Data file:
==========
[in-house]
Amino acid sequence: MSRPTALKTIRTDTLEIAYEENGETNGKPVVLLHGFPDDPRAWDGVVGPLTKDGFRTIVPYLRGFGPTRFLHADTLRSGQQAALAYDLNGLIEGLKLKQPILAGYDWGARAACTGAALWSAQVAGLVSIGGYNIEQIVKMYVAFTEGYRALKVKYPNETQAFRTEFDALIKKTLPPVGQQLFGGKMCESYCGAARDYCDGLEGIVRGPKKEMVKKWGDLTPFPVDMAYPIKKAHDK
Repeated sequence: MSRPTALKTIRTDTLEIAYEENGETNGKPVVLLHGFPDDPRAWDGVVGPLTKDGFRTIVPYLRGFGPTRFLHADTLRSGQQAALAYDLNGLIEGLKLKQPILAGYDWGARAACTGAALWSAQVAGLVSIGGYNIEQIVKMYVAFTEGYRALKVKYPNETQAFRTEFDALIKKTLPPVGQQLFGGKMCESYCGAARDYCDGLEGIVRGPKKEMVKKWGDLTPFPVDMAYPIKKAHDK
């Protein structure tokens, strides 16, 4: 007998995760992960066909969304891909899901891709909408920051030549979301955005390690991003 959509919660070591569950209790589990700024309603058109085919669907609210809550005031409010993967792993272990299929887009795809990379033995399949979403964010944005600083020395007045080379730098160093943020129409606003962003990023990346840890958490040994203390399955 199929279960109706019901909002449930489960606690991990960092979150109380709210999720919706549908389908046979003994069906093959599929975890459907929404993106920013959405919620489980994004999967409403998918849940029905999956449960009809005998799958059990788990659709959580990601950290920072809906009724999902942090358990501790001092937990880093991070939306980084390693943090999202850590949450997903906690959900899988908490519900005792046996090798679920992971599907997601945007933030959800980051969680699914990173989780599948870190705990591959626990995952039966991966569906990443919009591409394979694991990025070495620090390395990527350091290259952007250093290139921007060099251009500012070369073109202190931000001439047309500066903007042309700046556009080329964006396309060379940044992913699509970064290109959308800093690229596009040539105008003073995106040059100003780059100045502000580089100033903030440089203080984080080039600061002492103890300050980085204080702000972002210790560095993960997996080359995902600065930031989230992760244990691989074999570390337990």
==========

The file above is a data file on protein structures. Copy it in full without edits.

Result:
[in-house]
Amino acid sequence: MSRPTALKTIRTDTLEIAYEENGETNGKPVVLLHGFPDDPRAWDGVVGPLTKDGFRTIVPYLRGFGPTRFLHADTLRSGQQAALAYDLNGLIEGLKLKQPILAGYDWGARAACTGAALWSAQVAGLVSIGGYNIEQIVKMYVAFTEGYRALKVKYPNETQAFRTEFDALIKKTLPPVGQQLFGGKMCESYCGAARDYCDGLEGIVRGPKKEMVKKWGDLTPFPVDMAYPIKKAHDK
Repeated sequence: MSRPTALKTIRTDTLEIAYEENGETNGKPVVLLHGFPDDPRAWDGVVGPLTKDGFRTIVPYLRGFGPTRFLHADTLRSGQQAALAYDLNGLIEGLKLKQPILAGYDWGARAACTGAALWSAQVAGLVSIGGYNIEQIVKMYVAFTEGYRALKVKYPNETQAFRTEFDALIKKTLPPVGQQLFGGKMCESYCGAARDYCDGLEGIVRGPKKEMVKKWGDLTPFPVDMAYPIKKAHDK
């Protein structure tokens, strides 16, 4: 007998995760992960066909969304891909899901891709909408920051030549979301955005390690991003 959509919660070591569950209790589990700024309603058109085919669907609210809550005031409010993967792993272990299929887009795809990379033995399949979403964010944005600083020395007045080379730098160093943020129409606003962003990023990346840890958490040994203390399955 199929279960109706019901909002449930489960606690991990960092979150109380709210999720919706549908389908046979003994069906093959599929975890459907929404993106920013959405919620489980994004999967409403998918849940029905999956449960009809005998799958059990788990659709959580990601950290920072809906009724999902942090358990501790001092937990880093991070939306980084390693943090999202850590949450997903906690959900899988908490519900005792046996090798679920992971599907997601945007933030959800980051969680699914990173989780599948870190705990591959626990995952039966991966569906990443919009591409394979694991990025070495620090390395990527350091290259952007250093290139921007060099251009500012070369073109202190931000001439047309500066903007042309700046556009080329964006396309060379940044992913699509970064290109959308800093690229596009040539105008003073995106040059100003780059100045502000580089100033903030440089203080984080080039600061002492103890300050980085204080702000972002210790560095993960997996080359995902600065930031989230992760244990691989074999570390337990």